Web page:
Chronic kidney disease and pulse wave velocity: A narrative review

Nicole Lioufas, Carmel M. Hawley, James D. Cameron, Nigel D. Toussaint

Research output: Contribution to journalReview ArticleResearchpeer-review

Abstract

Chronic kidney disease (CKD) is associated with excess cardiovascular mortality, resulting from both traditional and nontraditional, CKD-specific, cardiovascular risk factors. Nontraditional risk factors include the entity Chronic Kidney Disease-Mineral and Bone Disorder (CKD-MBD) which is characterised by disorders of bone and mineral metabolism, including biochemical abnormalities of hyperphosphatemia and hyperparathyroidism, renal osteodystrophy, and vascular calcification. Increased arterial stiffness in the CKD population can be attributed amongst other influences to progression of vascular calcification, with significant resultant contribution to the cardiovascular disease burden. Pulse wave velocity (PWV) measured over the carotid-femoral arterial segments is the noninvasive gold-standard technique for measurement of aortic stiffness and has been suggested as a surrogate cardiovascular end-point. A PWV value of 10 m/s or greater has been recommended as a suitable cut-off for an increased risk of cardiovascular mortality. CKD is a risk factor for an excessive rate of increase in aortic stiffness, reflected by increases in PWV, and increased aortic PWV in CKD shows faster progression than for individuals with normal kidney function. Patients with varying stages of CKD, as well as those on dialysis or with a kidney transplant, have different biological milieu which influence aortic stiffness and associated changes in PWV. This review discusses the pathophysiology of arterial stiffness with CKD and outlines the literature on PWV across the spectrum of CKD, highlighting that determination of arterial stiffness using aortic PWV can be a useful diagnostic and prognostic tool for assessing cardiovascular disease in the CKD population.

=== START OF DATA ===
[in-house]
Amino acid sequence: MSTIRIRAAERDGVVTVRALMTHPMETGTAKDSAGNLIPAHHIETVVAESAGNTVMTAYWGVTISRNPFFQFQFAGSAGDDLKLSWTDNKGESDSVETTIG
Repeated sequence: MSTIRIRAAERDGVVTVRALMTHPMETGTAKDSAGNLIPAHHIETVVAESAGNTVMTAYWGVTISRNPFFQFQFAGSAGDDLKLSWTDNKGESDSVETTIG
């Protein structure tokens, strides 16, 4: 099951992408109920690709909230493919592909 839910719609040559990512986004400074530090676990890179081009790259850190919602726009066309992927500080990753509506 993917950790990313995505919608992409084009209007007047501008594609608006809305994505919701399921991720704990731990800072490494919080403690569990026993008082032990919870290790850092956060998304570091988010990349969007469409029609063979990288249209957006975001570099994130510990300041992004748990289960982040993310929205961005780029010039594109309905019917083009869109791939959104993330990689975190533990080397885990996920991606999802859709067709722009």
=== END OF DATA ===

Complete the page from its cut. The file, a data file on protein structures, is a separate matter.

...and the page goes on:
Original languageEnglish
Article number9189362
Number of pages11
JournalInternational Journal of Hypertension
Volume2019
DOIs
Publication statusPublished - 1 Jan 2019

Cite this

Lioufas, Nicole ; Hawley, Carmel M. ; Cameron, James D. ; Toussaint, Nigel D. / Chronic kidney disease and pulse wave velocity : A narrative review. In: International Journal of Hypertension. 2019 ; Vol. 2019.
@article{82bc3fde5aba48c0a3799164ae83135f,
title = "Chronic kidney disease and pulse wave velocity: A narrative review",